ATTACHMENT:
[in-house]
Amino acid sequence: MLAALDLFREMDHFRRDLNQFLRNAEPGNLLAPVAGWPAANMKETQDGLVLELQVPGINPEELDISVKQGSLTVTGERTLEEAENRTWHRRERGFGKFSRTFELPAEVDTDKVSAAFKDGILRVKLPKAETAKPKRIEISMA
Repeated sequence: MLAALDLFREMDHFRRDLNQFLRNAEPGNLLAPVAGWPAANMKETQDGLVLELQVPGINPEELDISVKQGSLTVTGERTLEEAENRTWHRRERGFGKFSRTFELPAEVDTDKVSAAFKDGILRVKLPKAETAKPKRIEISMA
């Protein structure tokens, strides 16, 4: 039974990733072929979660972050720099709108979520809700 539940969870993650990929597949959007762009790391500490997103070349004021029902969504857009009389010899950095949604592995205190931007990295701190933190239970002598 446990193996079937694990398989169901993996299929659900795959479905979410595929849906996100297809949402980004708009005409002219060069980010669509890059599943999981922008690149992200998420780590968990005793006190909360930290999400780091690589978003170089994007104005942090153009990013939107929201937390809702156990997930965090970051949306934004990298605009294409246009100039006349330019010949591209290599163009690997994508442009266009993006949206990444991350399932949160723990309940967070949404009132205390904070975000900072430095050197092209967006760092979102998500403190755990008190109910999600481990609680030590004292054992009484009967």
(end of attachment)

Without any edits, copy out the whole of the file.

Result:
[in-house]
Amino acid sequence: MLAALDLFREMDHFRRDLNQFLRNAEPGNLLAPVAGWPAANMKETQDGLVLELQVPGINPEELDISVKQGSLTVTGERTLEEAENRTWHRRERGFGKFSRTFELPAEVDTDKVSAAFKDGILRVKLPKAETAKPKRIEISMA
Repeated sequence: MLAALDLFREMDHFRRDLNQFLRNAEPGNLLAPVAGWPAANMKETQDGLVLELQVPGINPEELDISVKQGSLTVTGERTLEEAENRTWHRRERGFGKFSRTFELPAEVDTDKVSAAFKDGILRVKLPKAETAKPKRIEISMA
């Protein structure tokens, strides 16, 4: 039974990733072929979660972050720099709108979520809700 539940969870993650990929597949959007762009790391500490997103070349004021029902969504857009009389010899950095949604592995205190931007990295701190933190239970002598 446990193996079937694990398989169901993996299929659900795959479905979410595929849906996100297809949402980004708009005409002219060069980010669509890059599943999981922008690149992200998420780590968990005793006190909360930290999400780091690589978003170089994007104005942090153009990013939107929201937390809702156990997930965090970051949306934004990298605009294409246009100039006349330019010949591209290599163009690997994508442009266009993006949206990444991350399932949160723990309940967070949404009132205390904070975000900072430095050197092209967006760092979102998500403190755990008190109910999600481990609680030590004292054992009484009967």